Plants with thorns, spines and prickles
Plants with prickles, spines and thorns should always be handled with a bit more care than your typical house plant. Well-known examples include aloe, rose bush and thistles.
These defensive mechanisms fit into three categories; thorns, spines and prickles, and it is important to know which is which.
- Spines are modified leaves that have been turned in to or reduced to spines as the plant has evolved
- Typically, thorns are modified branches that are attached to the trunk or stem of a plant
- Prickles are not remnants of any existing part of the plant and are typically found on the leaf structure, stem or ‘skin’ of the plant.
The most popular plants with thorns or spines on in the UK are:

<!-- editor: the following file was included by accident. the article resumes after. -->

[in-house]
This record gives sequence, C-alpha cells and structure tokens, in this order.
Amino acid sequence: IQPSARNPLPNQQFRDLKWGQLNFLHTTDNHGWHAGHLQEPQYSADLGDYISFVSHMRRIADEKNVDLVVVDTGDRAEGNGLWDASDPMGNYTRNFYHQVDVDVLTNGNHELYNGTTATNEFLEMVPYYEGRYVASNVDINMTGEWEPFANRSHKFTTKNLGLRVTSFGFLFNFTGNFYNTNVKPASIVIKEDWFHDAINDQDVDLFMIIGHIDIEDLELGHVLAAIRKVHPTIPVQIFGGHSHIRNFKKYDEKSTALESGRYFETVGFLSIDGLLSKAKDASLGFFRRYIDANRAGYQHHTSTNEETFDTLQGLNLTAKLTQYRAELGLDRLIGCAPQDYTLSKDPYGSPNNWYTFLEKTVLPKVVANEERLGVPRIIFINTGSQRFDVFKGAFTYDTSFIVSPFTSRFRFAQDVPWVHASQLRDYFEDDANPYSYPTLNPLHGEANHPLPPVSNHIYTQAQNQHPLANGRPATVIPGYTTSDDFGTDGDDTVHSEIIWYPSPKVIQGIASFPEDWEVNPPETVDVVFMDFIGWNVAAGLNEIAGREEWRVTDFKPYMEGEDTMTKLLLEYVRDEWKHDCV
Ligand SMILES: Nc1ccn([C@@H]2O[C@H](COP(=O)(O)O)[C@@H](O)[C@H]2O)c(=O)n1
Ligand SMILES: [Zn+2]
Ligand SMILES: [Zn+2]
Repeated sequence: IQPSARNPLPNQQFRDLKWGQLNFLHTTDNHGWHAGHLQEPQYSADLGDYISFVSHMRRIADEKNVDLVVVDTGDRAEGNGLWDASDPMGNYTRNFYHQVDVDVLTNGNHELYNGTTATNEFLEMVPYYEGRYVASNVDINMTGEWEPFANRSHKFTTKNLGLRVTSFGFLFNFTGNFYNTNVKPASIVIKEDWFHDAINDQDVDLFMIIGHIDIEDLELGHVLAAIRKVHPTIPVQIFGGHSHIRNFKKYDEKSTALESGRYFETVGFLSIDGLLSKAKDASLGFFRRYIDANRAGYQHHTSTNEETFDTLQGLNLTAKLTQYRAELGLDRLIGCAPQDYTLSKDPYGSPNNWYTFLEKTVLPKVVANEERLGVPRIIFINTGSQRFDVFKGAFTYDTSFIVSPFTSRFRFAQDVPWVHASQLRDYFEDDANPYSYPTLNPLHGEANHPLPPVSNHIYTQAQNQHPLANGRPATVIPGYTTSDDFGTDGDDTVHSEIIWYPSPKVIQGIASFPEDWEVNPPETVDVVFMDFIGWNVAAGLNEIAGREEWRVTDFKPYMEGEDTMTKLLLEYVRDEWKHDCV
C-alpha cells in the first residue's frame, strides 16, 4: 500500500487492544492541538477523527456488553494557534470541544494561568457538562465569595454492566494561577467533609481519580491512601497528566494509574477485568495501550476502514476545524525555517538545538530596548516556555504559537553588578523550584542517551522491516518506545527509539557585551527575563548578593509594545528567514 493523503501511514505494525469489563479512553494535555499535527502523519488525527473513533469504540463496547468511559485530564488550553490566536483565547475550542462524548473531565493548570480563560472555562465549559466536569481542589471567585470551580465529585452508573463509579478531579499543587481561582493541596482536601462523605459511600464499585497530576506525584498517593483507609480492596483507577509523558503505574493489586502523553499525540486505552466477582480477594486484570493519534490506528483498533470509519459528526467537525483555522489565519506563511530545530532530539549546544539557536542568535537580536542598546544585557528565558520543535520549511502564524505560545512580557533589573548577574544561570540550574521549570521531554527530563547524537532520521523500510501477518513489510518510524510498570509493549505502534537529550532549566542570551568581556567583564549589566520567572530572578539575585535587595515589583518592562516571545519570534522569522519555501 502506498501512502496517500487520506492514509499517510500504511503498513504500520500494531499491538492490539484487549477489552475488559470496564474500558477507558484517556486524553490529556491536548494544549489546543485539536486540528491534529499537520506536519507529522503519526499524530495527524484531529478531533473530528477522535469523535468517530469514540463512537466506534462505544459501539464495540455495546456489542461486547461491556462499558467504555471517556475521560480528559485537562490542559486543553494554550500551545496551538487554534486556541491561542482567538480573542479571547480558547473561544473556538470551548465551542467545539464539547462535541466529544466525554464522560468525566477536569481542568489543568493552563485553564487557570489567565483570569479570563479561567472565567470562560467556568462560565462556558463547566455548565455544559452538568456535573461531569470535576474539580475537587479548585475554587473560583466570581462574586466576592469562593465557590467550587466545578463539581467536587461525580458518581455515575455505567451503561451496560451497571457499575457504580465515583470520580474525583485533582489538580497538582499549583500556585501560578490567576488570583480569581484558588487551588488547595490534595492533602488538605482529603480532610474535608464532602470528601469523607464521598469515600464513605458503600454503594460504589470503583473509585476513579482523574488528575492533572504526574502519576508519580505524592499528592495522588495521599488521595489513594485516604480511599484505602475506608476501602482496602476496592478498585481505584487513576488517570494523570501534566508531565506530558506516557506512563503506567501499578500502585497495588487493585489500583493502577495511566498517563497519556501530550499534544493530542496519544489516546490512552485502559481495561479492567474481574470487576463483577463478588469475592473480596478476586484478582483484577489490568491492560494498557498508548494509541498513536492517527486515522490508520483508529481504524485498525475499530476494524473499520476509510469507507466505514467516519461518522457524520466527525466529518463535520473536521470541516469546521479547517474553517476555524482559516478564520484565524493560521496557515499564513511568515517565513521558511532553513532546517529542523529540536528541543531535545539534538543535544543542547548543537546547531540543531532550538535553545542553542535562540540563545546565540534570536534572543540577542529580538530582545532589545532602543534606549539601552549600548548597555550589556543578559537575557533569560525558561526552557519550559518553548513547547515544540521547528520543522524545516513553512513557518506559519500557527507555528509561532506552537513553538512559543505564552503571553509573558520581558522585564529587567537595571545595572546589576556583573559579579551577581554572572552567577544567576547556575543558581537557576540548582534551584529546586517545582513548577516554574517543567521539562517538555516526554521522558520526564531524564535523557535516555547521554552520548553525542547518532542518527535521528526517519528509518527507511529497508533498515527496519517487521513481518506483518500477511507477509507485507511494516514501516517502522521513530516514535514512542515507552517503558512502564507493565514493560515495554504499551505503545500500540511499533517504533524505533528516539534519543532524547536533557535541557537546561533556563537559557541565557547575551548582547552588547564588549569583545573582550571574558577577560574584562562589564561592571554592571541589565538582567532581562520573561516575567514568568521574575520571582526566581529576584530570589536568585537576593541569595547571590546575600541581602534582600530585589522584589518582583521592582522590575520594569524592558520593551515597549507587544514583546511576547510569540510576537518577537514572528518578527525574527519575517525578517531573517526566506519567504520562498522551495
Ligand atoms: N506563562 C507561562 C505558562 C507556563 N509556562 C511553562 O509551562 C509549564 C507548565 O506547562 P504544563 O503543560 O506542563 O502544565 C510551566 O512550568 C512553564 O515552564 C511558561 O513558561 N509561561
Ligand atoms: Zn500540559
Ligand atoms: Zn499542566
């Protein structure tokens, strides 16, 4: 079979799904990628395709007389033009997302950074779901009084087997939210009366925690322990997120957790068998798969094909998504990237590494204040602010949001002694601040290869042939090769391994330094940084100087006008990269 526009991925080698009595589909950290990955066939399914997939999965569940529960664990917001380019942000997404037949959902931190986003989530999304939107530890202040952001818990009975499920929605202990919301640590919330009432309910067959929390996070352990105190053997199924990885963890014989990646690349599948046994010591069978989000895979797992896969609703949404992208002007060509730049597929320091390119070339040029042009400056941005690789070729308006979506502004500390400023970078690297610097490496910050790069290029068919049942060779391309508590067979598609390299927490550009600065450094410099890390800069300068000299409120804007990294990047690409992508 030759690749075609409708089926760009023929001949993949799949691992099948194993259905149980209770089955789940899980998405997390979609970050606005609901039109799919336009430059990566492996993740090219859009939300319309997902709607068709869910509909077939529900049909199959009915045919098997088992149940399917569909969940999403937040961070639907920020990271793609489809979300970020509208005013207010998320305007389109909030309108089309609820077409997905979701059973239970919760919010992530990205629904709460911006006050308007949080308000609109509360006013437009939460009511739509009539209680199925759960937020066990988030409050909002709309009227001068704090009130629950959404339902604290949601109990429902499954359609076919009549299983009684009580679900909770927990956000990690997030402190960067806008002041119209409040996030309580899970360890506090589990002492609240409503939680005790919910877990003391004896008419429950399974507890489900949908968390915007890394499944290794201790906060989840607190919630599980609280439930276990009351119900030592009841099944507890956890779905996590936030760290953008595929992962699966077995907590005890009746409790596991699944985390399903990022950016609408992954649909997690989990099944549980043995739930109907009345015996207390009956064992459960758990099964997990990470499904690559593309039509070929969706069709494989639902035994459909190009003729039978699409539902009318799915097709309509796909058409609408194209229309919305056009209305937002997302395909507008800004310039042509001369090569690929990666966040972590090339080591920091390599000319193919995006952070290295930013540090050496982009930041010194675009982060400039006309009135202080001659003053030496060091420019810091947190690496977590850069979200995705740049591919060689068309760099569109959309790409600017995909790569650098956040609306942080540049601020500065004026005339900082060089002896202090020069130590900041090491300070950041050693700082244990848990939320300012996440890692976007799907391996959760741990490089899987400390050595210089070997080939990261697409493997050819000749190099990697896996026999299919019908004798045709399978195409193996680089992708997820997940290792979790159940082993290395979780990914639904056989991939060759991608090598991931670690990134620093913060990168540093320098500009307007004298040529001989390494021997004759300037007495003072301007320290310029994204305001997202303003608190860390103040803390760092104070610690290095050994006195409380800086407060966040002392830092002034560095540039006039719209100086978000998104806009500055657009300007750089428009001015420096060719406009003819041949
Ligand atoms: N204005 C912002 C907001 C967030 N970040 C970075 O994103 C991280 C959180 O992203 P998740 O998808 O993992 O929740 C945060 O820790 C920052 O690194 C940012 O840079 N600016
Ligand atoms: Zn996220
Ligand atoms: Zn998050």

- Citrus – Citrus trees that grow in the wild often produce thorns to keep away hungry animals from their fruit. The ones you find in garden centres have typically been cultivated to grow without thorns.
- Fever Tree – The Acacia xanthophloea has large white spines that grow in pairs along its branches, protecting its delicate cream flowers.
- Rose – One of the most popular flowering plants in the world; there are over 100 species of rose available today. The majority of varieties have prickles along their stems and branches.